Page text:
Access to Finance

A widespread problem

Access to finance is arguably the most significant challenge to the off-grid solar market in sub-Saharan Africa. Even when lack of knowledge and trust are addressed through consumer education campaigns, and distribution channels are mapped out to reach last-mile consumers, a lack of financing causes bottlenecks all along the supply chain, often putting products out of reach to consumers.

Lack of financing causes bottlenecks all along the supply chain – we support solutions

Importers, retailers, and distributors need significant working capital to purchase and import inventory and build a sustainable business. Consumers who wish to purchase products also face financing constraints – despite lower lifecycle costs – especially when trying to buy larger solar home systems.

Meanwhile, commercial debt markets, particularly at the local level, remain largely out-of-reach to most market players. Given its nascent status, the off-grid solar industry as a whole is perceived as risky. The limited track record, lack of profitability, liquidity needs, and challenging market conditions render off-grid products unbankable in the eyes of most lenders. When national lenders do offer loans, they typically do so only at very high rates of interest, which may be prohibitive for many firms.

Supporting solutions

In order to support the much-needed access to finance, Lighting Africa undertakes a variety of activities all along the supply chain. We facilitate and leverage financial products to help provide the capital that is needed. We have also set up financing facilities to address foreign exchange bottlenecks, such as the one in Ethiopia.

Development Bank of Ethiopia Financing Facility

The Development Bank of Ethiopia created a fund, with our support, and $20 million in funding from the World Bank. It provides a foreign exchange credit line that can be accessed by the private sector to import qualifying products, including pico-PV lanterns and SHS meeting our Standards. Microfinance institutions (MFIs) can also access this line of credit to provide loans to households seeking to make a purchase of a qualified product. In a successful first 18 months of operation over 300,000 quality-verified products were imported, which provided roughly 1 million Ethiopians with access to modern lighting and energy products. The fund was subsequently granted an additional $20 million in financing.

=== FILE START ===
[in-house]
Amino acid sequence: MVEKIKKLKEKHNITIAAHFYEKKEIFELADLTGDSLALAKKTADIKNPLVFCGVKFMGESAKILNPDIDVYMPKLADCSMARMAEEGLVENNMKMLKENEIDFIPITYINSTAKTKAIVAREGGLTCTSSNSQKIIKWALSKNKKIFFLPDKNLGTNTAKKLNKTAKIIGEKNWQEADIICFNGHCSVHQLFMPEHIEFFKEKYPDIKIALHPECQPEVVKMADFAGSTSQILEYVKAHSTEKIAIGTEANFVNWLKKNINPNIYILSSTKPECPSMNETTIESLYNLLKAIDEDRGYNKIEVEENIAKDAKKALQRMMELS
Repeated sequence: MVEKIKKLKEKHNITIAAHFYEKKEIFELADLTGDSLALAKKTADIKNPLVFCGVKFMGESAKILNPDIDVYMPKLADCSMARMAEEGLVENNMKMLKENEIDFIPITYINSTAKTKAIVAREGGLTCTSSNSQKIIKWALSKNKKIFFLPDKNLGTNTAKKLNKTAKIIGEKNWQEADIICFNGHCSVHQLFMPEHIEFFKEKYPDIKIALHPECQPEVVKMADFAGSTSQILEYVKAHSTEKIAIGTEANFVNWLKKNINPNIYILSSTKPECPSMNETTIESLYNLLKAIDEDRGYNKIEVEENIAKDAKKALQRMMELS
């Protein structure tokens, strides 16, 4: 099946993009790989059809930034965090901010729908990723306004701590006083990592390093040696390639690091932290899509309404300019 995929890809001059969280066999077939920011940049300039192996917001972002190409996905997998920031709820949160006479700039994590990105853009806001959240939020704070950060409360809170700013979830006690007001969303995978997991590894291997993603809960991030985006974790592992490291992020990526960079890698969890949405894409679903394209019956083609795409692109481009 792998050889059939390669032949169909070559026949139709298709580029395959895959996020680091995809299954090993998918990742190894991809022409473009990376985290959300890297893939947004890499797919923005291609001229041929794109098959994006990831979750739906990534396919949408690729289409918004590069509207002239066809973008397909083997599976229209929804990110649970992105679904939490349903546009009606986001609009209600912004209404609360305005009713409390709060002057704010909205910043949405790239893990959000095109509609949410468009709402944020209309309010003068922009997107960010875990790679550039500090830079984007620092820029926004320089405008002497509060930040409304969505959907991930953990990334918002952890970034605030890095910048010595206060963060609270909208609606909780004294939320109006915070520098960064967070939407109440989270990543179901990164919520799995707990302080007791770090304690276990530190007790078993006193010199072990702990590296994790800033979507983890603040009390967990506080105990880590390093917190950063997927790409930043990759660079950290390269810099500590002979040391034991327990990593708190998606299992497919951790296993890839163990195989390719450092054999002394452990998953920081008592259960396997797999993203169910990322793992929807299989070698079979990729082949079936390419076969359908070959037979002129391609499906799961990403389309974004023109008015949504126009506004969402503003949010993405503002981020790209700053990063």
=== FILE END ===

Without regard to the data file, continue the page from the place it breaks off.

The market responds

A consumer charges her phone through her SHS after entering a PAYG code
A consumer charges her phone through her SHS after entering a PAYG code

In addition to the activities we undertake to promote access to finance, many manufacturers and distributors of products meeting our Standards are also unlocking financial bottlenecks by implementing pay-as-you-go (PAYG) arrangements, making SHS more affordable to households. Using the PAYG model, consumers can pay for their pico-solar products and SHS in small, regular payments, most commonly by using mobile money.

This model carries the additional benefits of promoting payment and maintaining of the quality of the service. If payments are not made, the system can be shut off – thereby promoting payment compliance. Similarly, if a product fails, consumers won’t continue to pay, providing a strong incentive to distributors to provide adequate and timely maintenance of their products.

Since this innovative payment system has grown more popular, Lighting Global has published a Quality Assurance Policy for PAYG products to accommodate this new technology and give consumers confidence that they are investing in a quality product.